Expecting the Unexpected Part of the Unexpected



...market by a salvage company on behalf of the insurance company. You can normally obtain a “brands and labels” clause which will give you protection in this area.

Pollution risks need to be identified; does your company have any?

Who is responsible for insuring leased items? What about tenant improvements and betterments? In valuing your equipment, have you “expensed” many equipment expenditures? Does installation labor show on your records?

How will a LIFO (Last In First Out) versus a FIFO (First In First Out) method of accounting affect your inventory valuation?

Thinking beyond the insured premises, how would a catastrophic loss to a critical supplier or customer, or to another of your locations affect your business?

What will happen if current building codes require substantial improvements over the building that was lost? Those additional costs are not covered unless special protection is provided.

Understand the limits of your coverage; don’t assume that you have coverage. When you start thinking from a claims perspective , you get the opportunity to develop “what if” scenarios, and to consider alternatives if a loss should strike. Look beyond the standard coverages to provide for your company’s special needs.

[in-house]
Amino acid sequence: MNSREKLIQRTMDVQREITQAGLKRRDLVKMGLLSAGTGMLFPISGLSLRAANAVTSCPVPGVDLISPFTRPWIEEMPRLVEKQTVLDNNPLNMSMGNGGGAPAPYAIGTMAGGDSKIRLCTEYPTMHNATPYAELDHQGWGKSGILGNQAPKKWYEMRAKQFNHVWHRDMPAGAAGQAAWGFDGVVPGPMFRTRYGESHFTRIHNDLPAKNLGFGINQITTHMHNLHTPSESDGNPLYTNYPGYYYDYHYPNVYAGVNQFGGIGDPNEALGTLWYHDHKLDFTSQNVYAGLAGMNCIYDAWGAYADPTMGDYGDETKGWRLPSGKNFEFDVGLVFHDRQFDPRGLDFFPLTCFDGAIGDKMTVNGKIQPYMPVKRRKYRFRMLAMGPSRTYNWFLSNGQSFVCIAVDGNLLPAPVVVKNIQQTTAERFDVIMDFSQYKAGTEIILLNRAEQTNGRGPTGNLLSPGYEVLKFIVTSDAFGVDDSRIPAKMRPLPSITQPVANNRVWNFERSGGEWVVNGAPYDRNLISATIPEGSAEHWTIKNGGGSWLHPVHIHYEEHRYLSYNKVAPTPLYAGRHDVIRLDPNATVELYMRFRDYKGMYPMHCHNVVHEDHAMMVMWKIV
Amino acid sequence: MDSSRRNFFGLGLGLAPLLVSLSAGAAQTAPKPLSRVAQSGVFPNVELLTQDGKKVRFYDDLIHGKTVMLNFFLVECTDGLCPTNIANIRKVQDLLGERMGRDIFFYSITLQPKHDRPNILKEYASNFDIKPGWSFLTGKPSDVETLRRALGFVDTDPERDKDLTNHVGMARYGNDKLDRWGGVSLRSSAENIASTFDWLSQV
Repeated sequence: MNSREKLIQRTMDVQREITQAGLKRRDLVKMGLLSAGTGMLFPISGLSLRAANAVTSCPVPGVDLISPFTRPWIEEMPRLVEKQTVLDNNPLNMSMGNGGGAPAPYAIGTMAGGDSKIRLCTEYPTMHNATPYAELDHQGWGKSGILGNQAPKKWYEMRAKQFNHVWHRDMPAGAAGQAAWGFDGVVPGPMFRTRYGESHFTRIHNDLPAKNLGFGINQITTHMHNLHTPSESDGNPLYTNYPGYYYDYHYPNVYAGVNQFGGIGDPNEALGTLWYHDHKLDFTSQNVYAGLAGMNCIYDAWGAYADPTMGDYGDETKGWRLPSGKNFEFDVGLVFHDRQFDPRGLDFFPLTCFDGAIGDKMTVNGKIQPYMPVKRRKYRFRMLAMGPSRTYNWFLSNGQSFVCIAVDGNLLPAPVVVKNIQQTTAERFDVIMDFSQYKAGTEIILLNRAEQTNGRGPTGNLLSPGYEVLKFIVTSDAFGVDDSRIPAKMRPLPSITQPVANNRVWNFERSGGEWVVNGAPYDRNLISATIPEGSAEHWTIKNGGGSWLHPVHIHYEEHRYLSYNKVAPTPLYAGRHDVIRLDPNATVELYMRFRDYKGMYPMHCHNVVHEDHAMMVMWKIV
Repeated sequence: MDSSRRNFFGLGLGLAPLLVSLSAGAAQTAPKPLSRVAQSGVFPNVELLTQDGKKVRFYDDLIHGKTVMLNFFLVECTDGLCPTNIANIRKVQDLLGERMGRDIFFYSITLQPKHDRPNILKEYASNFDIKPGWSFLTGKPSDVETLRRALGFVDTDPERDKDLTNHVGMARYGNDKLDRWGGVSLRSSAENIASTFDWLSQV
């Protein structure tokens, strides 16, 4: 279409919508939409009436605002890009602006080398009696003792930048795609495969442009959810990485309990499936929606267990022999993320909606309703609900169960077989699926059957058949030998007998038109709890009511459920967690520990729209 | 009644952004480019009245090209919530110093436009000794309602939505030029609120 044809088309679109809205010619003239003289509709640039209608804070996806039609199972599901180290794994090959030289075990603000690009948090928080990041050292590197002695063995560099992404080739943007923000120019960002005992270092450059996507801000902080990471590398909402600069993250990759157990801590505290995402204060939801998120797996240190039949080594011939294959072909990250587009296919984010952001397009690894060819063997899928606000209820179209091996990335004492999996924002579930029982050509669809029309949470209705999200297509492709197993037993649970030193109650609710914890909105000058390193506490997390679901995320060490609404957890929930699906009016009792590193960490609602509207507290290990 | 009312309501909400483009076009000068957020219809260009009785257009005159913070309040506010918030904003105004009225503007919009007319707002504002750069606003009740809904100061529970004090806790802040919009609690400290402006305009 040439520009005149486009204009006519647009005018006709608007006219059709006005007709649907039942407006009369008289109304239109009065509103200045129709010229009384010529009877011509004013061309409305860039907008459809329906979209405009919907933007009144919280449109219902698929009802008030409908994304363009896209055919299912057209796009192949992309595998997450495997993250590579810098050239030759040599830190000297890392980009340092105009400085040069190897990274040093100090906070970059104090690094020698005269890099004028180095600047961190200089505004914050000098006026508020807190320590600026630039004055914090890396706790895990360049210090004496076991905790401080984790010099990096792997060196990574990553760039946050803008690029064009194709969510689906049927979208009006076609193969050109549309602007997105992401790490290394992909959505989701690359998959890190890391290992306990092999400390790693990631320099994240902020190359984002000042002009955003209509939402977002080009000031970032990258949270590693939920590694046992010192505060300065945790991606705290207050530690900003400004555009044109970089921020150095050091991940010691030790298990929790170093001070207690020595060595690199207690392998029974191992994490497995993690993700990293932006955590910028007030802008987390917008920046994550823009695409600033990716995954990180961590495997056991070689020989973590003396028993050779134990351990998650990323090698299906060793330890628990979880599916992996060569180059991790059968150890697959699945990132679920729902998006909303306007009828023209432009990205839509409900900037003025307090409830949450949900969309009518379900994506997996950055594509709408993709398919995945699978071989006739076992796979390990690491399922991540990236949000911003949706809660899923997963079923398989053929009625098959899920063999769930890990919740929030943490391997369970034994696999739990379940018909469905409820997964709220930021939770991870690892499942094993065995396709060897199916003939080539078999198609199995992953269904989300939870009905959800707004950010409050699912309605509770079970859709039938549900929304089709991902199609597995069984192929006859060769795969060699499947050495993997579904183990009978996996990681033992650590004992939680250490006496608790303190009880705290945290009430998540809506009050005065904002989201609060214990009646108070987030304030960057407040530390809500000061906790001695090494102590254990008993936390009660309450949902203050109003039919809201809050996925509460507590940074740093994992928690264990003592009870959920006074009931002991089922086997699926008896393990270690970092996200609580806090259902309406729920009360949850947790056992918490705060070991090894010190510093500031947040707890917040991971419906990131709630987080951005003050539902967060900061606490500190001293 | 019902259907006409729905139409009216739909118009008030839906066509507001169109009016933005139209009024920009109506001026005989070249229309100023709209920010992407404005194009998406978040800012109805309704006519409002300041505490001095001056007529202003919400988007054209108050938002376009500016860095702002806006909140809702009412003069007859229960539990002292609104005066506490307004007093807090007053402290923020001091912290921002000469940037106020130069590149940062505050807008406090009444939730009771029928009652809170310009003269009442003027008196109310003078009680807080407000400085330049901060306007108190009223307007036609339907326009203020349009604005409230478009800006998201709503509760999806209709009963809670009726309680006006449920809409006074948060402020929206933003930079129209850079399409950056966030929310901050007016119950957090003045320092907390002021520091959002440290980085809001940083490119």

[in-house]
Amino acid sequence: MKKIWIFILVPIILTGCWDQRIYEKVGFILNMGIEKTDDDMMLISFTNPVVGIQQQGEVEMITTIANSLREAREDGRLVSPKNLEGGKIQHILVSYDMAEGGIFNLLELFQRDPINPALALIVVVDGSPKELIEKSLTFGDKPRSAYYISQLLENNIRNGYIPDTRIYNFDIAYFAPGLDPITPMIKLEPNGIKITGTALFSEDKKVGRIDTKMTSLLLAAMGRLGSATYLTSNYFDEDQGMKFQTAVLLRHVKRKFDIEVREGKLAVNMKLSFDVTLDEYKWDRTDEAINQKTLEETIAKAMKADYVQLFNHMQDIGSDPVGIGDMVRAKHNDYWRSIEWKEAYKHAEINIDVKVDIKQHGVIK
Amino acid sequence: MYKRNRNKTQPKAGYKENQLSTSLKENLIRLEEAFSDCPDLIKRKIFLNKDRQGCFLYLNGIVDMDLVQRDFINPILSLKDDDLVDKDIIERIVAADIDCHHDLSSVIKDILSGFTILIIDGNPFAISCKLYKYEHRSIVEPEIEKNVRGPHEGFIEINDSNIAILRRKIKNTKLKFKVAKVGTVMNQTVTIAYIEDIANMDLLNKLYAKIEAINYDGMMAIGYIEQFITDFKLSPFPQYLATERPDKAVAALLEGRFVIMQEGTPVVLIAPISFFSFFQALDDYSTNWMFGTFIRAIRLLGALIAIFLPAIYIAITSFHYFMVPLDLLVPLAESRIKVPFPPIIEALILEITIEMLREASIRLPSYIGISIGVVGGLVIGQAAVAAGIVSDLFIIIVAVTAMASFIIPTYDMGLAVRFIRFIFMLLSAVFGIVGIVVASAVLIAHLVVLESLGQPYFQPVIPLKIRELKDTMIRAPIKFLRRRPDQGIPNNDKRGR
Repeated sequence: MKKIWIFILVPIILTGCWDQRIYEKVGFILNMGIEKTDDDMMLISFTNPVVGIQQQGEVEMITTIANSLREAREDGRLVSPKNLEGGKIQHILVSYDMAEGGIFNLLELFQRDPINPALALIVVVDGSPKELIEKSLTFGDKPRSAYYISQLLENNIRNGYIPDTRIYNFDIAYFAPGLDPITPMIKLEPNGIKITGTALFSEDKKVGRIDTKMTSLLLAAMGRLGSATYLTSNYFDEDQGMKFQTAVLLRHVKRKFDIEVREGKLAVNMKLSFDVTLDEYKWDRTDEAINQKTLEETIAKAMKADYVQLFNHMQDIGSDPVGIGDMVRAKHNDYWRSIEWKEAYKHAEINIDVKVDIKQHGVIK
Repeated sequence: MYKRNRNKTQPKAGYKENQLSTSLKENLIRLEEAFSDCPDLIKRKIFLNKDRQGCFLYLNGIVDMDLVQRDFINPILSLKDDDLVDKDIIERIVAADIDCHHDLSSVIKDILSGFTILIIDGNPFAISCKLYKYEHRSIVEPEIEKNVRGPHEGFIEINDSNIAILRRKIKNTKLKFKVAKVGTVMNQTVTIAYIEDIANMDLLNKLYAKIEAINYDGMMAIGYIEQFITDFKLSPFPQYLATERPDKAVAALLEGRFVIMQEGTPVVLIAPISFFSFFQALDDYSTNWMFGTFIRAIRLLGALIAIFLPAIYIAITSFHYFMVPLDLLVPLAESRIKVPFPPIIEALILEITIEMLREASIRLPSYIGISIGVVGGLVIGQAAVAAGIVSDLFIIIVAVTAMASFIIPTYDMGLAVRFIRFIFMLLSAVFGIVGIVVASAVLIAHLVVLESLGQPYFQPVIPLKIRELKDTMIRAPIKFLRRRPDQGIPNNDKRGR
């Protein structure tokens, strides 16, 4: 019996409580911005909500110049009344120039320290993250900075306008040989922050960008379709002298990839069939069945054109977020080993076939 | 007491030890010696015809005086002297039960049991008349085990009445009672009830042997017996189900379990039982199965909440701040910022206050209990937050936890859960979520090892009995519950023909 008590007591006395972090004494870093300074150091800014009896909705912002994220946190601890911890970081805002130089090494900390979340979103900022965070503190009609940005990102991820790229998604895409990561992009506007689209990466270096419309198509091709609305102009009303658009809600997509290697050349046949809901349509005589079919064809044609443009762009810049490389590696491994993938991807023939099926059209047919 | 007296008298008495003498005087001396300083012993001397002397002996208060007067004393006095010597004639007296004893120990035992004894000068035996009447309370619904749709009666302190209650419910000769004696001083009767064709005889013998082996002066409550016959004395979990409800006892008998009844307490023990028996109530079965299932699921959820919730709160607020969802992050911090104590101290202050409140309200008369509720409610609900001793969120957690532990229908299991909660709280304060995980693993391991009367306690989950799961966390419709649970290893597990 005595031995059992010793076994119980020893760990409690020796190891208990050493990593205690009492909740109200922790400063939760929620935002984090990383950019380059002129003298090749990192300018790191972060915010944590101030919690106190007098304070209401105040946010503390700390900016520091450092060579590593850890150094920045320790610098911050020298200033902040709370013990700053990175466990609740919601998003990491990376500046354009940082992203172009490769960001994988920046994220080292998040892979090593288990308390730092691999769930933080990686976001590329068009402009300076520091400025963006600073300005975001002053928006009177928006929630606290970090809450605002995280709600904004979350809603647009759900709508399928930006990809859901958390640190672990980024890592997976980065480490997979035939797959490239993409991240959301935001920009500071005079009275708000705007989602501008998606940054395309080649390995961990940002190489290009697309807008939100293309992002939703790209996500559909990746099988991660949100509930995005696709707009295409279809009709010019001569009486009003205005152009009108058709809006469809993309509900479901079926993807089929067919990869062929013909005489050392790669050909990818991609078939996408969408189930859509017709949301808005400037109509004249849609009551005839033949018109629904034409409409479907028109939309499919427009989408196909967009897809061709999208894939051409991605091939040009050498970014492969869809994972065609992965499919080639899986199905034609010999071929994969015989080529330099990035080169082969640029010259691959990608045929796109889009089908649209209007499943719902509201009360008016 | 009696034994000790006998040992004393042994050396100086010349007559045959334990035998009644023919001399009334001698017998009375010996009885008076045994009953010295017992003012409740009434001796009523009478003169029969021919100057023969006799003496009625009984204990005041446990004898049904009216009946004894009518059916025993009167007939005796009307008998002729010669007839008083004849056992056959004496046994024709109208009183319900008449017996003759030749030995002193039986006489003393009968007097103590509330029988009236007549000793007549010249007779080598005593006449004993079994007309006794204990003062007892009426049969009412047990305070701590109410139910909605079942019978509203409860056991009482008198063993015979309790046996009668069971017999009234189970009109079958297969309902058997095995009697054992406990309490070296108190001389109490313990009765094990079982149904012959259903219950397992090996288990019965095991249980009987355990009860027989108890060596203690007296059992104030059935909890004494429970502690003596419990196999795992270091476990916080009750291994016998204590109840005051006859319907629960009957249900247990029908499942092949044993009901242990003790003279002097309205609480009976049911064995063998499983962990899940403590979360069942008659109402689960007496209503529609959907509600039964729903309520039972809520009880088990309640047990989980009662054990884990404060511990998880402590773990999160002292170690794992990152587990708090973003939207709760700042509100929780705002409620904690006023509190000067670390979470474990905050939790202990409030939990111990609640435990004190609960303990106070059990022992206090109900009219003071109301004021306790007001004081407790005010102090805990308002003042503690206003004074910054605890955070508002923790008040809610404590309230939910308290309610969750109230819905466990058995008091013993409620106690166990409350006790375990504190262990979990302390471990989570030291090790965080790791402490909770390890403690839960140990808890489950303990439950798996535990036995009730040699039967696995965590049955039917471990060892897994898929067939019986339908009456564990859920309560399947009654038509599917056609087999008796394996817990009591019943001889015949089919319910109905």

Consider the services of a professional loss consultant and valuation expert to assist you and your broker when conducting a preloss review.

Postloss Considerations

The following recommendations, which apply to the postloss situation, can help you mitigate the loss, protect your property from further damage, and expedite the claim process. They can also help ensure an adequate recovery. Remember— each loss is different and many require additional action.

To begin with, notify your broker of the loss. You are obligated to protect the property from further damage and to mitigate your losses.

Establish a loss management team, with a leader designated to be the spokesperson for your company. Make sure all of those involved in the claim process understand and are prepared to follow your claims management plan. Have all of your communications flow through the designated claim manager. Let your claim manager interact for you.

EvaluatingYour Policy Preloss